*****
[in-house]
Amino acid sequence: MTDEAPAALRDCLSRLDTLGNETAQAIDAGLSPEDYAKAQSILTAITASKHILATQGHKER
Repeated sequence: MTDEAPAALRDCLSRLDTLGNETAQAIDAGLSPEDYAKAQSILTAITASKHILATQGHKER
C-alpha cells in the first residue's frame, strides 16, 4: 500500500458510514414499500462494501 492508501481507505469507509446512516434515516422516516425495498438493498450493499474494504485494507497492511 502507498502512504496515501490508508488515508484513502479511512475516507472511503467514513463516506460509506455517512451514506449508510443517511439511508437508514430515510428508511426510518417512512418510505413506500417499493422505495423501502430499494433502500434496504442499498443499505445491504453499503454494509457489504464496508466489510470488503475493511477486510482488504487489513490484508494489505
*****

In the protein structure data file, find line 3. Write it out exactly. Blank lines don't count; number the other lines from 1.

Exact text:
Repeated sequence: MTDEAPAALRDCLSRLDTLGNETAQAIDAGLSPEDYAKAQSILTAITASKHILATQGHKER